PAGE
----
Disruption and trouble aren’t always bad things. Many times, shaking things up can be exactly what an organization or system needs in order to reset. And the Democratic Party, while making gains in special elections and key races across the country, is badly in need of new tactics and a comprehensive strategy that will yield wins in November and in 2020.

Of course, the Party and donors want to get behind the candidate that they believe can actually win. The problem is that black candidates have often been ignored or deemed not viable. This is the time to test those assumptions—especially since a candidate cannot be viable without the money needed to campaign. 

There are some incredible black candidates across the country right now who could use the benefit of big-money. They include Stacey Abrams of Georgia and Andrew Gillum of Florida, who are both running for governor of their respective states. And as Politico writes, there are other high-profile races involving black candidates, apart from gubernatorial ones, that need funding. 

Several federal races have also become marquee attractions: Lauren Underwood, who is working to flip a predominantly white Illinois House district, is gaining national interest. So is Colin Allred, a former NFL player and HUD attorney who is in a primary runoff in the Dallas suburbs on Tuesday. Others are hoping to muster resources for Mississippi Senate candidate Mike Espy, who is aiming to follow in Alabama Sen. Doug Jones' footsteps as the next Democrat to win a Senate seat in the Deep South.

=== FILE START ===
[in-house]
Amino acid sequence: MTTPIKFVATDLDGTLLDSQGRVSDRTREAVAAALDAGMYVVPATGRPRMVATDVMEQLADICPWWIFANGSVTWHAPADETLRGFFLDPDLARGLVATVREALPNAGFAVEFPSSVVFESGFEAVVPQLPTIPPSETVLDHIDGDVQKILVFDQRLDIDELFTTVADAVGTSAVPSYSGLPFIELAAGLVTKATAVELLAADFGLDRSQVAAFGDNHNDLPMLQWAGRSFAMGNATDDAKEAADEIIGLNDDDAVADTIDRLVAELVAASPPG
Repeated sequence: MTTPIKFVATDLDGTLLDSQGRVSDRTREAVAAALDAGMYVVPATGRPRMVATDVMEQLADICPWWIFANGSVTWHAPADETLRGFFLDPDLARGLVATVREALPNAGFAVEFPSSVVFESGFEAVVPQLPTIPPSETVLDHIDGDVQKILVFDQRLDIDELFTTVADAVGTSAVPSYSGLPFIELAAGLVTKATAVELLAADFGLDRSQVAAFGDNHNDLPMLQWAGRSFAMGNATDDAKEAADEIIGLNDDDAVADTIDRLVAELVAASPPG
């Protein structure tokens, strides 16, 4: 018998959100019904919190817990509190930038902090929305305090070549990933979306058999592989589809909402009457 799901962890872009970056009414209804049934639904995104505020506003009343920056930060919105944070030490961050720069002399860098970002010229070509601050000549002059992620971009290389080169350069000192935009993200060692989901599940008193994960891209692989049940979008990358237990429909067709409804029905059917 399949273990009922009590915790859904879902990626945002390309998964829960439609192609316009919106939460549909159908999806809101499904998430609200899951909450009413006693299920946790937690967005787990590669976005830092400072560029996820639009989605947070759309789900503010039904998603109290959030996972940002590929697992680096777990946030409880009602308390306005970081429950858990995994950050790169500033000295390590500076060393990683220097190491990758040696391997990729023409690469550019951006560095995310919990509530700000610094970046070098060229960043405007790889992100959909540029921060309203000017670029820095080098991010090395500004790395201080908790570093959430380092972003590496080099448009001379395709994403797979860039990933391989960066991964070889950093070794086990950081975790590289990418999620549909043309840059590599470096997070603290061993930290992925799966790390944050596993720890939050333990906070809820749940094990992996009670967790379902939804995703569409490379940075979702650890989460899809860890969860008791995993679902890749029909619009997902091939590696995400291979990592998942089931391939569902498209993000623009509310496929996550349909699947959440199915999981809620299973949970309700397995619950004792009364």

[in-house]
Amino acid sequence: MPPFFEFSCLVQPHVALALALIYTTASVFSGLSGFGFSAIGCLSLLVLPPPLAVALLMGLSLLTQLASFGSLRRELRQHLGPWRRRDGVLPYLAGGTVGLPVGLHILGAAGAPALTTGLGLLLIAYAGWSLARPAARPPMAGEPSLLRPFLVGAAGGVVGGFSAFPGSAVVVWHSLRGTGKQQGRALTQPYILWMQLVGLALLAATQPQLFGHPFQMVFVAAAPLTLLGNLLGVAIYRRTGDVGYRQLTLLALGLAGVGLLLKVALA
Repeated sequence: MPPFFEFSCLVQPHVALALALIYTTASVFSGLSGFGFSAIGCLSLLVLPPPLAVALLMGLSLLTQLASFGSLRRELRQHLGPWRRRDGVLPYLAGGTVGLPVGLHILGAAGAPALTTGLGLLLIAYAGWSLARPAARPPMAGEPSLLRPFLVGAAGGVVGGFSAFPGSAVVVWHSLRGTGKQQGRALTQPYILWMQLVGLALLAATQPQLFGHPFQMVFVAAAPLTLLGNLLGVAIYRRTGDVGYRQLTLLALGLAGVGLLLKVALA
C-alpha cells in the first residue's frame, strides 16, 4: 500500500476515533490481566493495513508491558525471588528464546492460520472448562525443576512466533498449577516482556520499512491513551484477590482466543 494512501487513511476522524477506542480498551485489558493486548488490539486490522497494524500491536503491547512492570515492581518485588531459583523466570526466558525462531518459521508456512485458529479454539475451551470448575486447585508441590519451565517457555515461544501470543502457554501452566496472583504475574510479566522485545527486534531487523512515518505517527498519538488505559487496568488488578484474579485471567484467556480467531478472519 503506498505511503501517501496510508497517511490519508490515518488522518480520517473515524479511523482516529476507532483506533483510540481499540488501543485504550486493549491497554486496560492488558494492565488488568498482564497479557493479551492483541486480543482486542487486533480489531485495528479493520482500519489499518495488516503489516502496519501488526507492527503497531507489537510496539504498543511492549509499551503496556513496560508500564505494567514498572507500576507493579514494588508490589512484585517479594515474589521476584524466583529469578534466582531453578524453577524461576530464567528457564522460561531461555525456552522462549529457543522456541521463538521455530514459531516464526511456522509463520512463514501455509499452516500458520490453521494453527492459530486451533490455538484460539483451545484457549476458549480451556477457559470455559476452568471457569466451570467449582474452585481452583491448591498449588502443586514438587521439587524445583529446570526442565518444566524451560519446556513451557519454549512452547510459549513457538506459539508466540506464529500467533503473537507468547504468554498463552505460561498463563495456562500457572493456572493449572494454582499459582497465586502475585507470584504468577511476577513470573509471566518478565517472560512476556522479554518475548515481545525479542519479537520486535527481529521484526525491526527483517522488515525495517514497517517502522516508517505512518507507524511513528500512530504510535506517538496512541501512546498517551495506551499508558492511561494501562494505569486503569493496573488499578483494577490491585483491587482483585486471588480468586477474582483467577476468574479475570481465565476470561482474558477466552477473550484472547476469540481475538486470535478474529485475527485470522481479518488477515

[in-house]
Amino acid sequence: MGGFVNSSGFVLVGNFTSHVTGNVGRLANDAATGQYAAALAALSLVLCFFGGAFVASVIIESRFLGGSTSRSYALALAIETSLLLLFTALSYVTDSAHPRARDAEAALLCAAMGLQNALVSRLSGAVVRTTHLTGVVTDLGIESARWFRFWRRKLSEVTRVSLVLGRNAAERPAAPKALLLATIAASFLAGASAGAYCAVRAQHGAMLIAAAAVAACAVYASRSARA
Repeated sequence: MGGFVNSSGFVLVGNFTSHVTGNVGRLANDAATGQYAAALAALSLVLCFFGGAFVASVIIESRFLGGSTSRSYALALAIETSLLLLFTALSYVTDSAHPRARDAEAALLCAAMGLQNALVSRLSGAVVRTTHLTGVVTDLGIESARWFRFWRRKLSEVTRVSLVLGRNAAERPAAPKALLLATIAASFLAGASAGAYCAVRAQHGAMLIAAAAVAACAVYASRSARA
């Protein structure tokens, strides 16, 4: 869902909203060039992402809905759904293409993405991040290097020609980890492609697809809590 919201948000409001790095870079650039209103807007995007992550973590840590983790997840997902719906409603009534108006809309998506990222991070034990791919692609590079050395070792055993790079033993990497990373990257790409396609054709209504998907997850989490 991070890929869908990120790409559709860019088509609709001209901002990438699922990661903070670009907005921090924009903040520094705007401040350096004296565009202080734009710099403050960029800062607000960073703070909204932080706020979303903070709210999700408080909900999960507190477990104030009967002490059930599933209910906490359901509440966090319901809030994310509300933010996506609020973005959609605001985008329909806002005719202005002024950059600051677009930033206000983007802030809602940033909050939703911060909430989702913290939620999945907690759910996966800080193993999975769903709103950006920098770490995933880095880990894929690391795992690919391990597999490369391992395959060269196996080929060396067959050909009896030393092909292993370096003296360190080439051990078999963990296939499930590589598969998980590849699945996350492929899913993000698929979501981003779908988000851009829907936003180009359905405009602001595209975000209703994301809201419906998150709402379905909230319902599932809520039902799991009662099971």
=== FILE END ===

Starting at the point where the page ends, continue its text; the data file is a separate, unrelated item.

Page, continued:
The small groups of donors and PACs who are behind these candidates are making headway, but they shouldn’t have to do it on their own. This is where super PACs, other progressive groups, and organizations with innovative approaches can come in. 

BlackPAC, a super PAC that draws money from Democratic heavyweights such as the SEIU and Priorities USA, has spent $3 million so far this cycle, which is the same amount that it spent in total during the 2016 elections.

Then there is a highly anticipated new entry: the not-yet-unveiled Black Economic Alliance, a coalition of black business executives who have been formalizing plans for a political organization over the last year. The group is spearheaded by Regeneron Pharmaceuticals Director N. Anthony Coles, executive Gerald S. Adolph and Infor CEO Charles Phillips, according to documents filed with the IRS and the Federal Election Commission.

In some ways, the way that black candidates are often forced to organize within and get funding from black communities and black-led organizations mirrors the intense segregation in our society. Black candidates remain overlooked and underfunded by the Democratic Party establishment and have to go it alone. But that should not and cannot be the case in 2018.

Democrats know better and can be the political party that does better. There are governorships and Congressional seats at stake in the upcoming midterms. There is voter turnout to consider. It is also a decisive time for Democrats to crystallize the kind of open, inclusive party we want to be. We cannot do that if we aren’t willing to put our money where our rhetoric is. Supporting black candidates is not only the right thing to do, it’s the politically smart thing to do as well.